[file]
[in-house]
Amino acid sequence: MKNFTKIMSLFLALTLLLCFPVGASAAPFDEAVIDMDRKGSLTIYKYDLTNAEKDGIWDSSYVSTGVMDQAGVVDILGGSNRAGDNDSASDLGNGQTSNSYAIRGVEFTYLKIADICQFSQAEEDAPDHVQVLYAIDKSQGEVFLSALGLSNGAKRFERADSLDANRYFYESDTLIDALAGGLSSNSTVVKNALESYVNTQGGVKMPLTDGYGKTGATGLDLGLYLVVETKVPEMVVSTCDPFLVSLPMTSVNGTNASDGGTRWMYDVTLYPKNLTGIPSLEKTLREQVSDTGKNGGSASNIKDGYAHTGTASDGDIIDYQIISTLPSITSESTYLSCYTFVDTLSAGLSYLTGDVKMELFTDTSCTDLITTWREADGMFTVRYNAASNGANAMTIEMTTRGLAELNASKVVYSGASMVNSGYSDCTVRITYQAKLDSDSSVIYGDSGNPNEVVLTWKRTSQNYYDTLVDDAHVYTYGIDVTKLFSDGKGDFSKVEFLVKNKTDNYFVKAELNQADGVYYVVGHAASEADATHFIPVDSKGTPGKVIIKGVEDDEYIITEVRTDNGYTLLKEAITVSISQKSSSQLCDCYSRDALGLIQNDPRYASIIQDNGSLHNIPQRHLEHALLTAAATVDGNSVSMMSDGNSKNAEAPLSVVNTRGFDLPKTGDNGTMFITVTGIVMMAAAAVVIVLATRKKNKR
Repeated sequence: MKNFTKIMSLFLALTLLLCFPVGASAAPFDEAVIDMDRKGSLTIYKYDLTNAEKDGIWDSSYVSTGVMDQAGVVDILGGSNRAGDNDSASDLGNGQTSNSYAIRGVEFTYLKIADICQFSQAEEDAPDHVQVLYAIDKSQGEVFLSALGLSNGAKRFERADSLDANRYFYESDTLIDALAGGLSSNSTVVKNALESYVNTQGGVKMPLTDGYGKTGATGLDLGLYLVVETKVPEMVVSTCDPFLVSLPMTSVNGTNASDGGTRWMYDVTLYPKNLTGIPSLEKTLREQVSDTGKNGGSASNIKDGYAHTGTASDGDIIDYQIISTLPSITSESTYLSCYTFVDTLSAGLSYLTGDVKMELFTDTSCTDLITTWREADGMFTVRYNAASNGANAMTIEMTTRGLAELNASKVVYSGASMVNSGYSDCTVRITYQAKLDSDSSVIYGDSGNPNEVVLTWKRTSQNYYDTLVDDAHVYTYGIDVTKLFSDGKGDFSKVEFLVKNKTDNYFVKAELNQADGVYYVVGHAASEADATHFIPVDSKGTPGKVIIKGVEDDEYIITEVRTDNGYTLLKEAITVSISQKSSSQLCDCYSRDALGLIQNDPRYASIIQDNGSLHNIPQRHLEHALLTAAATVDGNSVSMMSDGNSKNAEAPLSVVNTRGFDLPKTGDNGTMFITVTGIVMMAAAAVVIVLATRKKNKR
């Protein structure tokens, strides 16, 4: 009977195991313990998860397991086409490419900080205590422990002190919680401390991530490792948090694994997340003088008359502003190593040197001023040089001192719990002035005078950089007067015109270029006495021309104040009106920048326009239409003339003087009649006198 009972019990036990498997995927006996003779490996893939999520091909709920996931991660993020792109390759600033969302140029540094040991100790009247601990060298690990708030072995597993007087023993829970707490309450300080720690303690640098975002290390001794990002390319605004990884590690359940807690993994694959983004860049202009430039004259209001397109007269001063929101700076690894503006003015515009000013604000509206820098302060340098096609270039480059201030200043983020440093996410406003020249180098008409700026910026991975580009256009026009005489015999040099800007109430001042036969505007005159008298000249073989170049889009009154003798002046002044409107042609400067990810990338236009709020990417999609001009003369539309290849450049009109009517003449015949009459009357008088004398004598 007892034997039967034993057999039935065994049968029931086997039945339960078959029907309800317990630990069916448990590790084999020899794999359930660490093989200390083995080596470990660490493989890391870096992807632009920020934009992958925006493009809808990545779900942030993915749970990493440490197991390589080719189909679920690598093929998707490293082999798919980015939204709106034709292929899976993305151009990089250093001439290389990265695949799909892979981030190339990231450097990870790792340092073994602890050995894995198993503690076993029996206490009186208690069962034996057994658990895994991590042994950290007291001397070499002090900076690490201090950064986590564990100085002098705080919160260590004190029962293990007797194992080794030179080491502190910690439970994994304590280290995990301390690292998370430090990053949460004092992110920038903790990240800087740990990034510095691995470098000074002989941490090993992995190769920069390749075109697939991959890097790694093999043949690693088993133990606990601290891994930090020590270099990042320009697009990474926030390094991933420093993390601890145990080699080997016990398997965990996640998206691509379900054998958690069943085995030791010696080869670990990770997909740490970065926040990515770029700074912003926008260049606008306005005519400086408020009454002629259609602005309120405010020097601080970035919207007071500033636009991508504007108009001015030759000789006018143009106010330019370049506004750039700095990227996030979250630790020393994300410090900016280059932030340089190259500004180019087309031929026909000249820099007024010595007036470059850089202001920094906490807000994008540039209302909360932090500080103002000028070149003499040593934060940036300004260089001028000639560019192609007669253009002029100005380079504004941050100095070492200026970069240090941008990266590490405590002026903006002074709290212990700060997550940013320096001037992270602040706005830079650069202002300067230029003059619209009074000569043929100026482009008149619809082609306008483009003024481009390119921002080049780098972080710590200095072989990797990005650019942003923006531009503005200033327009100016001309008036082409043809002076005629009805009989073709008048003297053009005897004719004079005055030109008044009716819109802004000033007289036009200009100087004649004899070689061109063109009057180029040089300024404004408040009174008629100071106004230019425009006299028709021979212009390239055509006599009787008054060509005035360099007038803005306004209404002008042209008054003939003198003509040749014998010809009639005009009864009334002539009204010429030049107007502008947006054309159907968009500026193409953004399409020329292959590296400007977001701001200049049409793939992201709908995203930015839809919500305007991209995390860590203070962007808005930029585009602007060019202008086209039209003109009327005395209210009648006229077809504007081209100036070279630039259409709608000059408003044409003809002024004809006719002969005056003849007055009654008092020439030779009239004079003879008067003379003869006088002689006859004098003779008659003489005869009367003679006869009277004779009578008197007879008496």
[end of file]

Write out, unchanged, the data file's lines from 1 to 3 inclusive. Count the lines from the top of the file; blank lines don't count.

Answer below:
[in-house]
Amino acid sequence: MKNFTKIMSLFLALTLLLCFPVGASAAPFDEAVIDMDRKGSLTIYKYDLTNAEKDGIWDSSYVSTGVMDQAGVVDILGGSNRAGDNDSASDLGNGQTSNSYAIRGVEFTYLKIADICQFSQAEEDAPDHVQVLYAIDKSQGEVFLSALGLSNGAKRFERADSLDANRYFYESDTLIDALAGGLSSNSTVVKNALESYVNTQGGVKMPLTDGYGKTGATGLDLGLYLVVETKVPEMVVSTCDPFLVSLPMTSVNGTNASDGGTRWMYDVTLYPKNLTGIPSLEKTLREQVSDTGKNGGSASNIKDGYAHTGTASDGDIIDYQIISTLPSITSESTYLSCYTFVDTLSAGLSYLTGDVKMELFTDTSCTDLITTWREADGMFTVRYNAASNGANAMTIEMTTRGLAELNASKVVYSGASMVNSGYSDCTVRITYQAKLDSDSSVIYGDSGNPNEVVLTWKRTSQNYYDTLVDDAHVYTYGIDVTKLFSDGKGDFSKVEFLVKNKTDNYFVKAELNQADGVYYVVGHAASEADATHFIPVDSKGTPGKVIIKGVEDDEYIITEVRTDNGYTLLKEAITVSISQKSSSQLCDCYSRDALGLIQNDPRYASIIQDNGSLHNIPQRHLEHALLTAAATVDGNSVSMMSDGNSKNAEAPLSVVNTRGFDLPKTGDNGTMFITVTGIVMMAAAAVVIVLATRKKNKR
Repeated sequence: MKNFTKIMSLFLALTLLLCFPVGASAAPFDEAVIDMDRKGSLTIYKYDLTNAEKDGIWDSSYVSTGVMDQAGVVDILGGSNRAGDNDSASDLGNGQTSNSYAIRGVEFTYLKIADICQFSQAEEDAPDHVQVLYAIDKSQGEVFLSALGLSNGAKRFERADSLDANRYFYESDTLIDALAGGLSSNSTVVKNALESYVNTQGGVKMPLTDGYGKTGATGLDLGLYLVVETKVPEMVVSTCDPFLVSLPMTSVNGTNASDGGTRWMYDVTLYPKNLTGIPSLEKTLREQVSDTGKNGGSASNIKDGYAHTGTASDGDIIDYQIISTLPSITSESTYLSCYTFVDTLSAGLSYLTGDVKMELFTDTSCTDLITTWREADGMFTVRYNAASNGANAMTIEMTTRGLAELNASKVVYSGASMVNSGYSDCTVRITYQAKLDSDSSVIYGDSGNPNEVVLTWKRTSQNYYDTLVDDAHVYTYGIDVTKLFSDGKGDFSKVEFLVKNKTDNYFVKAELNQADGVYYVVGHAASEADATHFIPVDSKGTPGKVIIKGVEDDEYIITEVRTDNGYTLLKEAITVSISQKSSSQLCDCYSRDALGLIQNDPRYASIIQDNGSLHNIPQRHLEHALLTAAATVDGNSVSMMSDGNSKNAEAPLSVVNTRGFDLPKTGDNGTMFITVTGIVMMAAAAVVIVLATRKKNKR